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Office Humor Is Always at Work

Those honored on Administrative Professionals Day slyly keep stress at bay.

April 23, 2002|ADAM TSCHORN | SPECIAL TO THE TIMES

Fifty years ago, National Secretaries Day was created as a thank-you for the folks who keep the offices of America on track. It has expanded in name and scope, and tomorrow, as the nation celebrates Administrative Professionals Day, we honor one of the profession's most critical workplace contributions: a subversive sense of humor.

Examples of it are everywhere. On television, we've gotten heavy doses of support staff attitude from David Spade as personal assistant Finch in "Just Shoot Me" and from Hattie Winston as nurse/office manager Margaret and Shawnee Smith as her aide, Linda, in "Becker." In earlier days, we got an earful from Marcia Wallace as receptionist Carol on "The Bob Newhart Show" and from Lily Tomlin as operator Ernestine on "Laugh-In."

In real-life offices, where acting like Finch or Ernestine is a ticket out the door, it takes a different form, like the third-generation photocopied sentiment taped to a computer terminal that reads, "Failure to plan on your part does NOT constitute an emergency on my part," or the sign posted near the fax machine, "Stress button--bang head here."

Welcome to the snarky world of in-your-face office humor fueled by the stresses of the workplace and spread by the Internet, photocopier and fax. And, like the holiday, this vein of humor is no longer the sole domain of secretaries; it can be found stapled, taped and pinned to the cubicles of proofreaders, records clerks and other unseen heavy-lifters of corporate America.

Sherry Grossman, a legal secretary at the downtown law firm of O'Melveny & Myers, sits at her 17th-floor cubicle facing three neatly mounted signs. On one, a blue flower print frame displays the words "Computers do more work than people because they never have to answer the phone." Next to it, shellacked to a wooden board is the saying, "If you want a quick answer, ask the boss, if you want the correct answer, ask the secretary."

The final one, a professionally printed poster, advises, "Please be patient. I only have two speeds, and if this one isn't fast enough, then I'm sure you won't like my other."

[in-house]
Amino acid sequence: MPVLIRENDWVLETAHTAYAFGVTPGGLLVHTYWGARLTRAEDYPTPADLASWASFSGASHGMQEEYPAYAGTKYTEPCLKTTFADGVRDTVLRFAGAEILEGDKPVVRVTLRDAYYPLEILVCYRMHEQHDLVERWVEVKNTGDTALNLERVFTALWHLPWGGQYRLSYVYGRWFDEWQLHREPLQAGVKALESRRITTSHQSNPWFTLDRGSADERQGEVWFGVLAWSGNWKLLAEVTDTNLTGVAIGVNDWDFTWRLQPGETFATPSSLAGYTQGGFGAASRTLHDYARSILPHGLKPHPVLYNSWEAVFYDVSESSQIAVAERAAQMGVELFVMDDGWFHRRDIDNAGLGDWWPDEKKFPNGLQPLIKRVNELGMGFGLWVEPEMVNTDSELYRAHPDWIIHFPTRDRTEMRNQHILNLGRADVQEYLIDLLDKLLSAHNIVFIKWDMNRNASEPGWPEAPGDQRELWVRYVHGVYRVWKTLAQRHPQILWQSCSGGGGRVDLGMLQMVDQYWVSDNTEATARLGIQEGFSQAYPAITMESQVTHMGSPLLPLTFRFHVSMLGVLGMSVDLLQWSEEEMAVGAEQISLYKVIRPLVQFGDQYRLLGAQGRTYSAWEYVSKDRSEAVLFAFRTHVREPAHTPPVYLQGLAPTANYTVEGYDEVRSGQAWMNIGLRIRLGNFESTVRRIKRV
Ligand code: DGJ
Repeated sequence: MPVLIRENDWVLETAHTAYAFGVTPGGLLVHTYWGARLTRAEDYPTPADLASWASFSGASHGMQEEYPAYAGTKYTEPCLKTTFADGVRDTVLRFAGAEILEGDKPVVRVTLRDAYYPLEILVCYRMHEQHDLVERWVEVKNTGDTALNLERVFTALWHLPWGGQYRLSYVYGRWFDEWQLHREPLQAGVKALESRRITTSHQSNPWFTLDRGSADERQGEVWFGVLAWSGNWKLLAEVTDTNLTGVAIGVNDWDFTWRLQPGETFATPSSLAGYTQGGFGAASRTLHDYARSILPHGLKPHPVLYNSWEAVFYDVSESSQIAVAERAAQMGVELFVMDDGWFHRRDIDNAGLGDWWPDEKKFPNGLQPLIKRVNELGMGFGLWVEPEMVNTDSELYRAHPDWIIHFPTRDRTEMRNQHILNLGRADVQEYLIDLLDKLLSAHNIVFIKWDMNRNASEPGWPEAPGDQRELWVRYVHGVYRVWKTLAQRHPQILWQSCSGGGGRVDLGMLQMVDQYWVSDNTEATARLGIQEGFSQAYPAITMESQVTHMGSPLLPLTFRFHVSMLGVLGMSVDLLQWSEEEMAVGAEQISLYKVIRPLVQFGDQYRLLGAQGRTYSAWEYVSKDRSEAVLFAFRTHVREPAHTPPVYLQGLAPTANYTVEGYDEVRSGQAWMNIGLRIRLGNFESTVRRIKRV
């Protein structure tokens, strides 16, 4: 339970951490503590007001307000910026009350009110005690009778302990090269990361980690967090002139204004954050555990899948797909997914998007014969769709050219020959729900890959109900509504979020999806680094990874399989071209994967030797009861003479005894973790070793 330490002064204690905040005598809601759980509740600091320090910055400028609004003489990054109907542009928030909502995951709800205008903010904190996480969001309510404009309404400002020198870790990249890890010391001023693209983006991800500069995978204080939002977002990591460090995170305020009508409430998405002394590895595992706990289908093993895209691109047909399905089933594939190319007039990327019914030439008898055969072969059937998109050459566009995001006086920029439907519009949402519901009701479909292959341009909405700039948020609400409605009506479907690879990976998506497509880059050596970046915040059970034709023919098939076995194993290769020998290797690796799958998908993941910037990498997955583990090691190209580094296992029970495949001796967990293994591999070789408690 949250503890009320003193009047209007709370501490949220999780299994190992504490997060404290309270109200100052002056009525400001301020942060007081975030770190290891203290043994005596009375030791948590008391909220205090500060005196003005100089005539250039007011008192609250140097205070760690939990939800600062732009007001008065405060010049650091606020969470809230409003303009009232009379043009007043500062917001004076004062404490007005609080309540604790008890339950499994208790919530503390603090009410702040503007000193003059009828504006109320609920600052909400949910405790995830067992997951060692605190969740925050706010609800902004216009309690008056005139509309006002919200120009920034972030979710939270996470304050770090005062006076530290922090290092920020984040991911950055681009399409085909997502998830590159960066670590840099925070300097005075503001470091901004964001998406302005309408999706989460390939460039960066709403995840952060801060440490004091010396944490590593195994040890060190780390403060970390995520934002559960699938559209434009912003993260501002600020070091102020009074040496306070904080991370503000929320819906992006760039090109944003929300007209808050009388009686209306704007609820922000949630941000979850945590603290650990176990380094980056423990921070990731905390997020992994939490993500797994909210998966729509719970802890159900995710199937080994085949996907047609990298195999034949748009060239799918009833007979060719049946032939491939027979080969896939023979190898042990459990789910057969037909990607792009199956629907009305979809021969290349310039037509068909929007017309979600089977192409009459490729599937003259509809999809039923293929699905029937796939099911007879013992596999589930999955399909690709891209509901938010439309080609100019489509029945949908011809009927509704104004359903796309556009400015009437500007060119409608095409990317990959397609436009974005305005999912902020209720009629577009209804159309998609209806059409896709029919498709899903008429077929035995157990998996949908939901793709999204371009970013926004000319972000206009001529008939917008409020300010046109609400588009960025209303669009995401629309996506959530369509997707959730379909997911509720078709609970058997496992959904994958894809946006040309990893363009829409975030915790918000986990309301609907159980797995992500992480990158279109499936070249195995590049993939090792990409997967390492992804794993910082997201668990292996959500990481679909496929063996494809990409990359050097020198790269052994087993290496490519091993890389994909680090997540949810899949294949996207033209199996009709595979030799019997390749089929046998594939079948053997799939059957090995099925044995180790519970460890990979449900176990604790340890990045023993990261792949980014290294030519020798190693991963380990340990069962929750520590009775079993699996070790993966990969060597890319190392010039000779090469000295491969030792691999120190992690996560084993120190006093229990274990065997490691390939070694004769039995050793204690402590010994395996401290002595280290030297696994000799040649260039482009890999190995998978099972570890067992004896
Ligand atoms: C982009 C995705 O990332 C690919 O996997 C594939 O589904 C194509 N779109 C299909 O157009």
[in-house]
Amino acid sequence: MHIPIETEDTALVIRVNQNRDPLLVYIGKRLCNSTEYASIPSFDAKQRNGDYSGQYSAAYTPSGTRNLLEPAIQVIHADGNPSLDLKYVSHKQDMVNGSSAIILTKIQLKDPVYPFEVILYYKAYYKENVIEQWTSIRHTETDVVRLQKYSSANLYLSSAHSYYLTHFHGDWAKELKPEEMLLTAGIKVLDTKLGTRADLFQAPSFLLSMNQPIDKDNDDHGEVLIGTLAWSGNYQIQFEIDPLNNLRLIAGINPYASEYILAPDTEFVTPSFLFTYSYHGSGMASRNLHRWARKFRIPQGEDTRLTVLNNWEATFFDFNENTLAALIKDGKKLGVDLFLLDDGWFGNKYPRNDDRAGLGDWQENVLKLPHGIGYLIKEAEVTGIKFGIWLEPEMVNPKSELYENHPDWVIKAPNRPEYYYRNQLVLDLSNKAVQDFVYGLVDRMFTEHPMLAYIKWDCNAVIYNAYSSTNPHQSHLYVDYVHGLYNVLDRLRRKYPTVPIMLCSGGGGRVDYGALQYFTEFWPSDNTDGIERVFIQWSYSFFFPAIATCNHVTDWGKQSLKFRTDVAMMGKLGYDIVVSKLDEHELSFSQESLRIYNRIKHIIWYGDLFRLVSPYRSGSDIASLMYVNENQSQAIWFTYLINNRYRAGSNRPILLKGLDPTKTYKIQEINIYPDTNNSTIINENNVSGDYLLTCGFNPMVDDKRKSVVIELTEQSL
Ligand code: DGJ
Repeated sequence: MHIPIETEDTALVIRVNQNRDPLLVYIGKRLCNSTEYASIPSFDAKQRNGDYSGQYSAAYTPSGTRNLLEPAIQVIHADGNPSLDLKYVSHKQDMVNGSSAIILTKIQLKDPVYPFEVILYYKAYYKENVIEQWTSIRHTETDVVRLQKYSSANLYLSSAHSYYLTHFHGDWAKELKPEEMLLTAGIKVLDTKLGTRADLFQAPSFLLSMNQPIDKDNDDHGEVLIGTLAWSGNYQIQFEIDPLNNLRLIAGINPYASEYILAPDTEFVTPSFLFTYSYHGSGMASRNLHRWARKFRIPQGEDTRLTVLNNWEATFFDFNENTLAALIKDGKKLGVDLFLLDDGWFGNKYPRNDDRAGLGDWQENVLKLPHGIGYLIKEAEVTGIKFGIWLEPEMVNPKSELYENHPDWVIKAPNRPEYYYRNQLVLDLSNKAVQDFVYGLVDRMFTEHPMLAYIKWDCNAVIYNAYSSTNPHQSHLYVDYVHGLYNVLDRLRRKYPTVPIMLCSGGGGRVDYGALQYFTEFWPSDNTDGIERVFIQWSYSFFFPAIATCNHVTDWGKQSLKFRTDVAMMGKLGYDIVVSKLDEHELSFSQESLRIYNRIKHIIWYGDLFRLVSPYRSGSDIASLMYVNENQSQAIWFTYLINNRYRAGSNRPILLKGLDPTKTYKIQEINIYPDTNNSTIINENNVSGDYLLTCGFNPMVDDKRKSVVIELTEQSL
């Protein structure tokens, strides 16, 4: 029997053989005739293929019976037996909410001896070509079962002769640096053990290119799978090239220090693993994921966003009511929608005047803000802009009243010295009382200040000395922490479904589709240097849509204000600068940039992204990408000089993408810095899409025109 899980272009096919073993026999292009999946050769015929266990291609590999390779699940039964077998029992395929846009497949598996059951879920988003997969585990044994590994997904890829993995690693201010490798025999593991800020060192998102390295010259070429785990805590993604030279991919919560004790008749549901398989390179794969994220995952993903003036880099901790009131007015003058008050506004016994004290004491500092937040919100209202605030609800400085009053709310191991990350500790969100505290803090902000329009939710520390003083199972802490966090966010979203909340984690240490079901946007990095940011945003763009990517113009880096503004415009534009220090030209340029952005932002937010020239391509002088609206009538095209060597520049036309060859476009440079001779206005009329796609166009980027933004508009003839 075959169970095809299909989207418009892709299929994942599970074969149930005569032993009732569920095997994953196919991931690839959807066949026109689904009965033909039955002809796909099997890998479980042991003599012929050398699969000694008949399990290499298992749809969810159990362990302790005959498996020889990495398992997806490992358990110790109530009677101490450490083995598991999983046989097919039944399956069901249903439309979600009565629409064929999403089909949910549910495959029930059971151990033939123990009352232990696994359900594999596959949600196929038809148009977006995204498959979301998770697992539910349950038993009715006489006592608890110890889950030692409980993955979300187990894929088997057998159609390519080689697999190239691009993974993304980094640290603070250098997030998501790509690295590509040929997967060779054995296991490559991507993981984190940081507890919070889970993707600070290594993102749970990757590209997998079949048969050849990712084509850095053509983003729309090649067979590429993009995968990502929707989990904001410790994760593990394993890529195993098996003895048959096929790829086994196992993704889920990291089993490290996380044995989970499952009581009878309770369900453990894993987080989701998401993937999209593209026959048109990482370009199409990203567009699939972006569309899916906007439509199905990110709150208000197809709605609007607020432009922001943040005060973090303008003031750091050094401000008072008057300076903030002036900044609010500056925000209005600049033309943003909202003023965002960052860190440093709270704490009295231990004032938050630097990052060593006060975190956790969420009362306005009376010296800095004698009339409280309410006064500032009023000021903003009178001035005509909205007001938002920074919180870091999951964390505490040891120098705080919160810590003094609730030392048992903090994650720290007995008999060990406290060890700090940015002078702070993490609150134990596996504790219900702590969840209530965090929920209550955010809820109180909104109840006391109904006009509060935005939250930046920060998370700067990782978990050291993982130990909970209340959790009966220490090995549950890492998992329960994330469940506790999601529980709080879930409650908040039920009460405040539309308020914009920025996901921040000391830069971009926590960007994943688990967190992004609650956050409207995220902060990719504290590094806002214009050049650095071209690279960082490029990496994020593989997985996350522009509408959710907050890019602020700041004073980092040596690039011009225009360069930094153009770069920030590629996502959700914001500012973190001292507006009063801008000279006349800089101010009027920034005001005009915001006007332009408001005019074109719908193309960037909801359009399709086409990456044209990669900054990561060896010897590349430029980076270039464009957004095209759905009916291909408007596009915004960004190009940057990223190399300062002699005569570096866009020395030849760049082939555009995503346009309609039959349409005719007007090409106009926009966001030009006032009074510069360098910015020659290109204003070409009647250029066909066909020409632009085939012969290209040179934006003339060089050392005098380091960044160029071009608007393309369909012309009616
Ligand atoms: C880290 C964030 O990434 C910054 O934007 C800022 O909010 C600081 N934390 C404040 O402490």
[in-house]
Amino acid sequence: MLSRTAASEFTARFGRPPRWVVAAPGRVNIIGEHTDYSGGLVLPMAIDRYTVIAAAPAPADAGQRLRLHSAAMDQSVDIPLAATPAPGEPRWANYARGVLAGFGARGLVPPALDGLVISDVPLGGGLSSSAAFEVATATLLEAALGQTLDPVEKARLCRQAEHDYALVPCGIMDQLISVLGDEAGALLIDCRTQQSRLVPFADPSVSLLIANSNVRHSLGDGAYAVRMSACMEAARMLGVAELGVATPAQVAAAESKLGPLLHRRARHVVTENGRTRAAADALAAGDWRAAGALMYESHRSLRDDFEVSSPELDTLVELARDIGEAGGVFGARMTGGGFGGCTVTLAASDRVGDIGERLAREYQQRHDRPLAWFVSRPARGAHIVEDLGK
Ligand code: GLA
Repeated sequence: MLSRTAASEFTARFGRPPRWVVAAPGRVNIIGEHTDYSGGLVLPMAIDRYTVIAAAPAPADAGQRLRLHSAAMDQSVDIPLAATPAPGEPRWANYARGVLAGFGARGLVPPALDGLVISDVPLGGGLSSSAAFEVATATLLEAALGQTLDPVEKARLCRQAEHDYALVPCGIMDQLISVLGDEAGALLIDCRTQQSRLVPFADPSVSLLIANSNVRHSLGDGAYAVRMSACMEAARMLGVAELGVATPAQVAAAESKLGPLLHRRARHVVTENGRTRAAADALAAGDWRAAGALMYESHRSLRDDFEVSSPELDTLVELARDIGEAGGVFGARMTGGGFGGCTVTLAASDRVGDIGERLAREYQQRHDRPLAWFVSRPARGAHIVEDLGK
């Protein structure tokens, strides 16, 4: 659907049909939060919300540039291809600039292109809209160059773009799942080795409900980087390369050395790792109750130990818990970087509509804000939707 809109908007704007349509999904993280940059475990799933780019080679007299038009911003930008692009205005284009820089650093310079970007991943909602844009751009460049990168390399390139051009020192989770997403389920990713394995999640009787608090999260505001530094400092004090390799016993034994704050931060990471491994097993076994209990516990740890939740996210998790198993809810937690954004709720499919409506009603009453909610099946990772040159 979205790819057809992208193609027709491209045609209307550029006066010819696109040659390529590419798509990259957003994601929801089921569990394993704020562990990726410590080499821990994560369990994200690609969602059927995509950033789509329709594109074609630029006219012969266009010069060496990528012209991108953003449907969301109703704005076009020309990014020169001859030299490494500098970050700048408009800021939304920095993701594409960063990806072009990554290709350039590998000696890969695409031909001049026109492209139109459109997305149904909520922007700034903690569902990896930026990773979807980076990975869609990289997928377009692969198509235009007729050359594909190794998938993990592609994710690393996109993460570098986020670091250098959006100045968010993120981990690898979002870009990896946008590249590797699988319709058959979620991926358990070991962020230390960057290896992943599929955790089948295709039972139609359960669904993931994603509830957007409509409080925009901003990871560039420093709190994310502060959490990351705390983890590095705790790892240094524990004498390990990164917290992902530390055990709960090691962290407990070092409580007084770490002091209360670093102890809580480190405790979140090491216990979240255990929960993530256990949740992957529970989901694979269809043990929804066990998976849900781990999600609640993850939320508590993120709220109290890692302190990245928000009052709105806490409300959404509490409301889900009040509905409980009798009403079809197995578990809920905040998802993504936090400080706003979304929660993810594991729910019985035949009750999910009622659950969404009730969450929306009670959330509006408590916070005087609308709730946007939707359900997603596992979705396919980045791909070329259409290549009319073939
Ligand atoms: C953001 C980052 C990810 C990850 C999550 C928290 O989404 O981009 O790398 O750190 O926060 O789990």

"I got them at gift shops," said Grossman. "Just for the fun of it. It helps you let off steam a little bit, but it's not serious. If I was annoyed enough with my job, the sign wouldn't do it, and if I felt uncomfortable in my job, I wouldn't put the sign up."

But Grossman's neatly mounted musings on the stressed-out lives of the admin set are the exception. Most of the jokes appear as e-mail printouts, poor-quality copies and crudely drawn cartoons. Just one floor above Grossman, in the same law firm, Iris Aparicio's desk is a virtual shrine to this brand of cubicle comedy.

The lead records clerk has posted the sign: "I've been beaten, choked, kicked, lied to, swindled, taken advantage of and laughed at.... The only reason I hang around is to see what happens next!" Next to it a Snoopy-like dog dances, grimaces and snarls his way through a seven-panel cartoon entitled "Typical Work Week."

"It's for morale, for giggles," Aparicio says as she holds up a recent arrival. It is a photo of a skeleton slumped over a desk with the caption "Waiting for a raise."

"It would be depressing if I didn't have something to laugh at. There's so much going on, every so often you just have to turn around and smile. My desk is a pick-me-up."

Other "pick-me-ups" cataloged in a recent survey of workplace postings include a cheery yellow "button" (roughly the size of a saucepan lid) that says, "Tell me again how lucky I am to work here

Sometimes the messages express diet and health concerns such as: "Exercise, eat right, die anyway" and "Notice: This department requires no physical fitness program. Everyone gets enough exercise jumping to conclusions, flying off of the handle, running down the boss, knifing friends in the back, dodging responsibility and pushing their luck." One poster features the plea "Please God, if you can't make me thin, please make my friends fat" inexplicably placed beneath a photo of a kitten (which doesn't appear particularly fat or thin).

Kittens, in fact, seem to have become the totem animal of secretary humor, frequently appearing in cartoons and on posters with no apparent link. Perhaps it's homage to the granddaddy of all secretary humor, that now-familiar poster of a kitten hanging by its forepaws from a branch. The caption reads, "Hang in there baby, Friday's comin'."

Warner Bros.' Tweety Bird makes an occasional appearance--one poster pictures Tweety wearing a halo and the prayer: "I want to thank you, Lord, for being close to me so far this day. With your help, I haven't been impatient, lost my temper, grumpy, judgmental, or envious of anyone. But, I will be getting out of bed in a minute, and I think I'll really need your help then. Amen." In another, a duck stands holding a large mallet over a computer terminal. The caption reads, "Hit any key to continue."

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